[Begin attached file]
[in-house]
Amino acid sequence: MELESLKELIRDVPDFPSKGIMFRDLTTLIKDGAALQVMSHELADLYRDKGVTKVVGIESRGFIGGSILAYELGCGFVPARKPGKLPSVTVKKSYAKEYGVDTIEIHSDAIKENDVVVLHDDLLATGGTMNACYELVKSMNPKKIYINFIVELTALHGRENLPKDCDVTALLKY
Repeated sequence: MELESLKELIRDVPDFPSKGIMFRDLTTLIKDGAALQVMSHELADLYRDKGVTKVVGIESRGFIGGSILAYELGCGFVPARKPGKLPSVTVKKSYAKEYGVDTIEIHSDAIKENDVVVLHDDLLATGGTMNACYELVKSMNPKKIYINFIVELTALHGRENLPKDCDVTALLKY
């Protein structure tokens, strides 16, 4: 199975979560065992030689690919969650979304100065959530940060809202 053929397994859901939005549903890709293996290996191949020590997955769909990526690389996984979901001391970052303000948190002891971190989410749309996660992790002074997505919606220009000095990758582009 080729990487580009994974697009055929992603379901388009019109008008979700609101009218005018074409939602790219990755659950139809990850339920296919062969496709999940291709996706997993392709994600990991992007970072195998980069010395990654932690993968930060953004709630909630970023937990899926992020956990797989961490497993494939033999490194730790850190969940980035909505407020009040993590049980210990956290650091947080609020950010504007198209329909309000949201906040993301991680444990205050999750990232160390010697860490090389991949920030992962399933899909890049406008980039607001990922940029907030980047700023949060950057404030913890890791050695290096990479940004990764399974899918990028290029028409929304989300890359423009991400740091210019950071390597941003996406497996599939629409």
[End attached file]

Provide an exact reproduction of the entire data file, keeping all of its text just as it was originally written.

[in-house]
Amino acid sequence: MELESLKELIRDVPDFPSKGIMFRDLTTLIKDGAALQVMSHELADLYRDKGVTKVVGIESRGFIGGSILAYELGCGFVPARKPGKLPSVTVKKSYAKEYGVDTIEIHSDAIKENDVVVLHDDLLATGGTMNACYELVKSMNPKKIYINFIVELTALHGRENLPKDCDVTALLKY
Repeated sequence: MELESLKELIRDVPDFPSKGIMFRDLTTLIKDGAALQVMSHELADLYRDKGVTKVVGIESRGFIGGSILAYELGCGFVPARKPGKLPSVTVKKSYAKEYGVDTIEIHSDAIKENDVVVLHDDLLATGGTMNACYELVKSMNPKKIYINFIVELTALHGRENLPKDCDVTALLKY
């Protein structure tokens, strides 16, 4: 199975979560065992030689690919969650979304100065959530940060809202 053929397994859901939005549903890709293996290996191949020590997955769909990526690389996984979901001391970052303000948190002891971190989410749309996660992790002074997505919606220009000095990758582009 080729990487580009994974697009055929992603379901388009019109008008979700609101009218005018074409939602790219990755659950139809990850339920296919062969496709999940291709996706997993392709994600990991992007970072195998980069010395990654932690993968930060953004709630909630970023937990899926992020956990797989961490497993494939033999490194730790850190969940980035909505407020009040993590049980210990956290650091947080609020950010504007198209329909309000949201906040993301991680444990205050999750990232160390010697860490090389991949920030992962399933899909890049406008980039607001990922940029907030980047700023949060950057404030913890890791050695290096990479940004990764399974899918990028290029028409929304989300890359423009991400740091210019950071390597941003996406497996599939629409």